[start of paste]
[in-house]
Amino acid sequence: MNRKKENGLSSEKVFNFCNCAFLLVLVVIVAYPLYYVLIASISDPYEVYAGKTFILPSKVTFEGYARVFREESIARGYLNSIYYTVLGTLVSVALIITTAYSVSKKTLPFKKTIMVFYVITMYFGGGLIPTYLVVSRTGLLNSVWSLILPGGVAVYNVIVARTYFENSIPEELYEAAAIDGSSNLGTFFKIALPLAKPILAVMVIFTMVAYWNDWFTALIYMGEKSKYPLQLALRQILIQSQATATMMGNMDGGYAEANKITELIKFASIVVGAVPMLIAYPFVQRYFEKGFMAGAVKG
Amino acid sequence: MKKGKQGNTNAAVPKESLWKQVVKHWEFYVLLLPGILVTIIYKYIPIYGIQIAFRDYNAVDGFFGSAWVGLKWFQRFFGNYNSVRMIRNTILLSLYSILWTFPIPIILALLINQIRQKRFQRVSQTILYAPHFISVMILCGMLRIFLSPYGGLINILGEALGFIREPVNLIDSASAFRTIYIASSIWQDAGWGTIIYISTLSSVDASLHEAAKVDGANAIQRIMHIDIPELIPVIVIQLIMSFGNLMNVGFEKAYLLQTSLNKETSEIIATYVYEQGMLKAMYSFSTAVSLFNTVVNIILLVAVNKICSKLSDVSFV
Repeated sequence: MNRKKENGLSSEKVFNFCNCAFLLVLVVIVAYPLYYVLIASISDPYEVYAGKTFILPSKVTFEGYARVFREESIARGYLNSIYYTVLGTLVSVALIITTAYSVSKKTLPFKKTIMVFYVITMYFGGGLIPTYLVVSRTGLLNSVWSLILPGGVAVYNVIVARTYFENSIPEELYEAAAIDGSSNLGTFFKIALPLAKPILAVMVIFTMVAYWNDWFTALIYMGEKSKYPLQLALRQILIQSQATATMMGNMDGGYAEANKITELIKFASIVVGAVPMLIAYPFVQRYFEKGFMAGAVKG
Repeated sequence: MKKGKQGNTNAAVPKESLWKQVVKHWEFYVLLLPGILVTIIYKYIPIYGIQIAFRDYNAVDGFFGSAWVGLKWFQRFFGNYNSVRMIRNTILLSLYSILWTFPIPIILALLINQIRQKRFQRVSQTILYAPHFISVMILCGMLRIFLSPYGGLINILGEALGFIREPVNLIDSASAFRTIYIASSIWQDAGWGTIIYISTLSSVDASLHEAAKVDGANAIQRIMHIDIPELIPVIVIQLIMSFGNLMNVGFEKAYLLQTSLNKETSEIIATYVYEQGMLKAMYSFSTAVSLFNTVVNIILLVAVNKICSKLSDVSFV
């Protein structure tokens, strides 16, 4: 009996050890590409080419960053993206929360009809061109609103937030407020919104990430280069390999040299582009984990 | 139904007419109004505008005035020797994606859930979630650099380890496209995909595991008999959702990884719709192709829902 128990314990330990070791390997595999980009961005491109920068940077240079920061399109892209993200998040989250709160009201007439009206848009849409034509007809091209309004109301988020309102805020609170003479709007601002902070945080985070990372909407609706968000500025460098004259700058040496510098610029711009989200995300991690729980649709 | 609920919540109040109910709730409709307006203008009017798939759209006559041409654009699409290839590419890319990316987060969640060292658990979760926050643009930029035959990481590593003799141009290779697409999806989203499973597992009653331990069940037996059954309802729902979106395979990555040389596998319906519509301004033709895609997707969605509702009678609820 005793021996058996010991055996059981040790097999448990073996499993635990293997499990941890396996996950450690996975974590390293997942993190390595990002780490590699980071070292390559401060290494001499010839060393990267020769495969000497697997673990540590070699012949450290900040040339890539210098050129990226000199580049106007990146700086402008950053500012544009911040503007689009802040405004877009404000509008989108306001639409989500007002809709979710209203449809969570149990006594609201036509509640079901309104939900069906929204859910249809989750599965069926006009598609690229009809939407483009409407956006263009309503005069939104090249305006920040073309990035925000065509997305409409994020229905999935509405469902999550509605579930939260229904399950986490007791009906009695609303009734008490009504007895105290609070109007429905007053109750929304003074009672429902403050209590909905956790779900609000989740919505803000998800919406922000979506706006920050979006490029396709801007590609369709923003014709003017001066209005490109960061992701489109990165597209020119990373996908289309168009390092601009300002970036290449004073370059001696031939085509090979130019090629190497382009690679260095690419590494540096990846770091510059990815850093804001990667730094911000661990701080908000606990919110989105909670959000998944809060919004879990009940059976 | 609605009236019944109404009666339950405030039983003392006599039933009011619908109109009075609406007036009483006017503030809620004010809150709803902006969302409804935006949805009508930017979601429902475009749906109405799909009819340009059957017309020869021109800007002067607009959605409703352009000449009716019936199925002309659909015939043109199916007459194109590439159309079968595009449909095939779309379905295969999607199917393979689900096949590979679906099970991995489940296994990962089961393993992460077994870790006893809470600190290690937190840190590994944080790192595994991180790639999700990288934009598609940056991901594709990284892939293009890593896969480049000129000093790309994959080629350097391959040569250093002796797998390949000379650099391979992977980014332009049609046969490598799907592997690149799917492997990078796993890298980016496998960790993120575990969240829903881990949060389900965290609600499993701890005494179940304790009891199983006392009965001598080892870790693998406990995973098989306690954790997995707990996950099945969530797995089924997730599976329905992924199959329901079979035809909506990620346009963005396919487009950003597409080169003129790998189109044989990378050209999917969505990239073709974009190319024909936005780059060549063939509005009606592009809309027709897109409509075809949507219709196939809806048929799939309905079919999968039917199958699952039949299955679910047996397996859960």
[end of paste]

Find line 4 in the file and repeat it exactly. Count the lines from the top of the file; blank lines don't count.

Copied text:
Repeated sequence: MNRKKENGLSSEKVFNFCNCAFLLVLVVIVAYPLYYVLIASISDPYEVYAGKTFILPSKVTFEGYARVFREESIARGYLNSIYYTVLGTLVSVALIITTAYSVSKKTLPFKKTIMVFYVITMYFGGGLIPTYLVVSRTGLLNSVWSLILPGGVAVYNVIVARTYFENSIPEELYEAAAIDGSSNLGTFFKIALPLAKPILAVMVIFTMVAYWNDWFTALIYMGEKSKYPLQLALRQILIQSQATATMMGNMDGGYAEANKITELIKFASIVVGAVPMLIAYPFVQRYFEKGFMAGAVKG